The right-wing vote began to recover from 1993 onwards, they managed to reach hegemony in 2000 and, since then, they have gone up and down. In the territorial bloc, the Catalan part fluctuates the most. The Basque bloc is more stable. If we divide the territorial bloc into left-wing and right-wing blocs, the territorial vote starts out massively right-wing until 2019, where for the first time the territorial left overtakes the territorial right.

Until 20015, the government we have had in Spain has always reflected who has won from a sociological point of view. Pedro Sánchez is capable of forming a government in 2019, but there were more deputies from the left than from the right. Now it is 166 (left) 182 (right). If Pedro Sánchez is able to organise a government, it will be the first in the history of democracy in Spain that will not reflect the sociological majority of the country. If this is the case, it will generate tremendous underlying tensions in Spanish society, because this has never happened before. We have never had a government that did not reflect what the majority of voters thought about land law or taxes.

How did we come to this? The absolute key to our electoral system is that the constituency is the province. The electoral law establishes that each province will have a minimum of two deputies and the rest will be allocated by population. In this way, small provinces have a huge level of over-representation, for example, Teruel should have one deputy and not three. The big losers are Madrid, which should have between 48 and 49 deputies and has 37. The second is Barcelona, which should have between 37 and 38, not the 32 it has now, and the third is Valencia, which should have 18 or 19.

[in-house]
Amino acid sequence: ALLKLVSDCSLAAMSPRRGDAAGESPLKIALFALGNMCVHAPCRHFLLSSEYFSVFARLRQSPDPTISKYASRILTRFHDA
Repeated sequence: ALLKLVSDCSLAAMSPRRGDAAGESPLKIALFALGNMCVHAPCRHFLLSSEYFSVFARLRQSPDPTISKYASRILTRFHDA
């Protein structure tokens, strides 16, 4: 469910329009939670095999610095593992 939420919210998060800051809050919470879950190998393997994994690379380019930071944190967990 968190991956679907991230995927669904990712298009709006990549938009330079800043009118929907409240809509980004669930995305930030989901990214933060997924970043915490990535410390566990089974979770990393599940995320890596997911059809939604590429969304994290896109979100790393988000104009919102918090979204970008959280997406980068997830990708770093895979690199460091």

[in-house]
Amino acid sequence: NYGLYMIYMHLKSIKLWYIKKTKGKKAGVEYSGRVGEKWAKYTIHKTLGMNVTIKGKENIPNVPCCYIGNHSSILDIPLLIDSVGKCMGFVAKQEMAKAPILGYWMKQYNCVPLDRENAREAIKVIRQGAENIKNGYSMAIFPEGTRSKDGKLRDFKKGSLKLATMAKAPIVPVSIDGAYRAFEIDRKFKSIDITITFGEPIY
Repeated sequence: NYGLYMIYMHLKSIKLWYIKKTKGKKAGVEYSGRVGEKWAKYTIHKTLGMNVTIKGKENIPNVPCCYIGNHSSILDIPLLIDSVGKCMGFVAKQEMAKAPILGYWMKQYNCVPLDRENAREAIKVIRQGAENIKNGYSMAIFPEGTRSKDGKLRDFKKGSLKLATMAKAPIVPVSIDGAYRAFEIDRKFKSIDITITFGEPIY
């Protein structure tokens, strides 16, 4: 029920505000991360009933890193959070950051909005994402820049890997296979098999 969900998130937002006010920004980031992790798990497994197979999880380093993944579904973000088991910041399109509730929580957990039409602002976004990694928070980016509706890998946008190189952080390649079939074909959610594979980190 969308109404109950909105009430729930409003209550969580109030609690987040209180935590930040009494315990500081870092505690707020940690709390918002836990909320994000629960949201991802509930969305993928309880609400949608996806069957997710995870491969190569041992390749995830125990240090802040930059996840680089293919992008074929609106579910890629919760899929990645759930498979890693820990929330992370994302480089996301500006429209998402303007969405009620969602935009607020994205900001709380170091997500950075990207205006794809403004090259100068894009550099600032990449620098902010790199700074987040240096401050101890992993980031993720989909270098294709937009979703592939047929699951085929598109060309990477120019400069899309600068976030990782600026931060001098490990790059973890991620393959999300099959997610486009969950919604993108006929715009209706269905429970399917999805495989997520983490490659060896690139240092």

When we group this by autonomous communities, Madrid is under-represented by eleven deputies, Catalonia by four. The Basque Country is at its level of representation. The extra deputies go to Castilla y León, which has twelve more deputies than it should have. So the second false myth of the Spanish elections is that Catalonia and the Basque Country are over-represented in Congress, but this is not true.

If we take the votes at the level of each province and distribute them according to the d'Hont law, the third great myth about elections in Spain appears. The d'Hont law has nothing to do with it. It's all in the provincial constituency. Madrid, having 37 deputies, elects them with a practically pure proportional system and Soria elects them with a quasi-majority system. The electoral system divides Spain into two zones: into 29 provinces, plus Ceuta and Melilla, which have five deputies or less, and 21 provinces with six deputies or more, so we have a completely different electoral system in each of these two zones.